The Staying Power of My Conversation with Ron Paul

To close out the week, I’d like to provide you with an excerpt from a conversation I had with former presidential candidate Dr. Ron Paul in September 2019.

Dr. Ron Paul is a former US Congressman from Texas and the leader of the pro-liberty, pro-free market movement in the United States.

In September, we discussed Federal Reserve policy – the Fed was just beginning to massively expand their balance sheet. We also mentioned that there was way too much debt in the system. That, and the bullishness of gold and silver.

Sound familiar?

Here’s the excerpt…

GS: As I’m sure you’ve noticed, the Fed has begun expanding its balance sheet once again. They’re trying to avoid calling it QE [quantitative easing] by saying that these are repo programs, but we both know it’s just another form of QE.

The question I have for you, is whether the Fed is aware its interventions are a problem and chooses to ignore it due to careerism and political pressure… or if they’re really totally clueless?

RP: I think on some level they are aware that the system is now so addicted to interventions that the Fed has to intervene regularly to keep things going.

I like to call them bailouts, because these are not interventions meant to help fix the problem, they’re actually bailouts to help those groups that are over-leveraged to stop from going bust. And when you talk about the actual money they are pumping into the system, it’s not a small amount. We’re talking about $75 billion, $80 billion.

The real issue is that there’s too much debt in the system. There’s too much leverage. And that is the consequence of the Fed and its activities, keeping interest too low. So now they have to provide more interventions so the people who bought that debt can keep buying more.

In terms of the Fed being aware of all of this, I remember when I served on the House Banking Committee in Congress I would voice my concerns about these kinds of interventions to the various Fed Chairs. I would point out that this kind of activity was reckless and would only lead to more problems.

When I finished they would acknowledge my concerns but they would say that it wasn’t really a problem as long as these things were done in an orderly fashion. With that in mind I expect they’d probably say that this recent series of bailouts are occurring in an orderly fashion and therefore it’s not a bad thing.


GS: So this begs the question, it’s clear there is a massive problem. It’s clear it’s going to eventually blow up. It’s also clear that anyone who has any degree of power isn’t going to do anything about it. The Fed’s going to keep intervening until something breaks.

This is frustrating but at the end of the day, there’s nothing you or I can do about it.

In Washington there are two parties that differ on some things, but when it comes to debt and spending, it’s a one-party system. No one is willing to take the steps necessary to deal with real structural issues.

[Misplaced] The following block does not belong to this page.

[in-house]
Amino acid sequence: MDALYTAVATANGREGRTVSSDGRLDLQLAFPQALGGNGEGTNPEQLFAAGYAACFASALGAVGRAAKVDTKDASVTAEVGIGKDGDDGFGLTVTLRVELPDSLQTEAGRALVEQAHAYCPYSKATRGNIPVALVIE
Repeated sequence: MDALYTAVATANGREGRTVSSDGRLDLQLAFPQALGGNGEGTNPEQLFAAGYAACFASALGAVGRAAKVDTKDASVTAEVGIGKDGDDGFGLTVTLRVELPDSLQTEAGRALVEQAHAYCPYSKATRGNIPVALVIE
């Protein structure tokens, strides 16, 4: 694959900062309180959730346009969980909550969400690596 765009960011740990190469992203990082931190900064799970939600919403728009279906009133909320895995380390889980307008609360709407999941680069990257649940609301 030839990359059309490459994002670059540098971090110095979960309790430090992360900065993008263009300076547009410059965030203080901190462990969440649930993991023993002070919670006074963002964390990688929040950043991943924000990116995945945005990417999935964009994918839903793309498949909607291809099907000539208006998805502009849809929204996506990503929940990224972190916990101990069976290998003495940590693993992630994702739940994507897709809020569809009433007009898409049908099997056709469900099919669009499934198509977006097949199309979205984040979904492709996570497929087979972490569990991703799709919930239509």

With that in mind, what can we as individuals do to deal with this situation?

RP: That’s a great question.

To me, it all started when Nixon ended Bretton Woods in 1971. At that time, it was clear to me that this was a big mistake and it would open the door to all kinds of trouble.

Personally I started buying gold and silver. And you have to remember, you couldn’t even do that in 1971. It was illegal to buy gold up until 1975. But once it was possible, I started to acquire it.

I wasn’t buying it looking to sell it the next day. I wasn’t trading it. I was systemically acquiring it here and there, building my holding. This, to me, was real money. And it was untouchable by the debt markets or the interventions the Fed was doing.

I personally believe the market is much bigger than the Fed and while they might be able to intervene here and there to keep things going, at some point things will move towards reality.

We saw this with gold, which they artificially held at $35 for a long time. But once the artificial level broke, it took off. And in the late ‘70s it went as high as $800 per ounce. It’s now over $1,500 per ounce. And I think at some point it’s going much higher when the markets will eventually move to reality in terms of interest rates.

But for me personally, I try to think in terms of liberty, not just money. You asked what an individual can do, and for me I try to spend as much time as I can educating the next generation about liberty and the importance of individual freedom.

At the end of the day it’s the basics that will matter when the system breaks. That includes things like relationships, freedom, the ability to own property and the like. Those are the things that will exist when the system breaks and the current thing we call money no longer exists and the debt is finally cleared out.

That’s what really matters in life. It’s good to protect yourself in terms of your money. And that’s what gold and silver are for.

But in term of protecting yourself from the system, the most important things are insuring that you and your family know what is going on and are not playing along with this craziness.

That’s how I have lived and it’s what I think matters most in terms of passing on knowledge to others.

Best Regards,

Graham Summers
Editor, Money & Crisis

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Graham Summers

Editor Graham Summers has spent the last 15 years building a reputation as one of the most sought after and highly respected investment strategists on the planet. His work has been read and quoted by former Presidential advisors, award-winning institutional analysts, U.S. Senators, and more. He’s one of the few analysts on the planet to...

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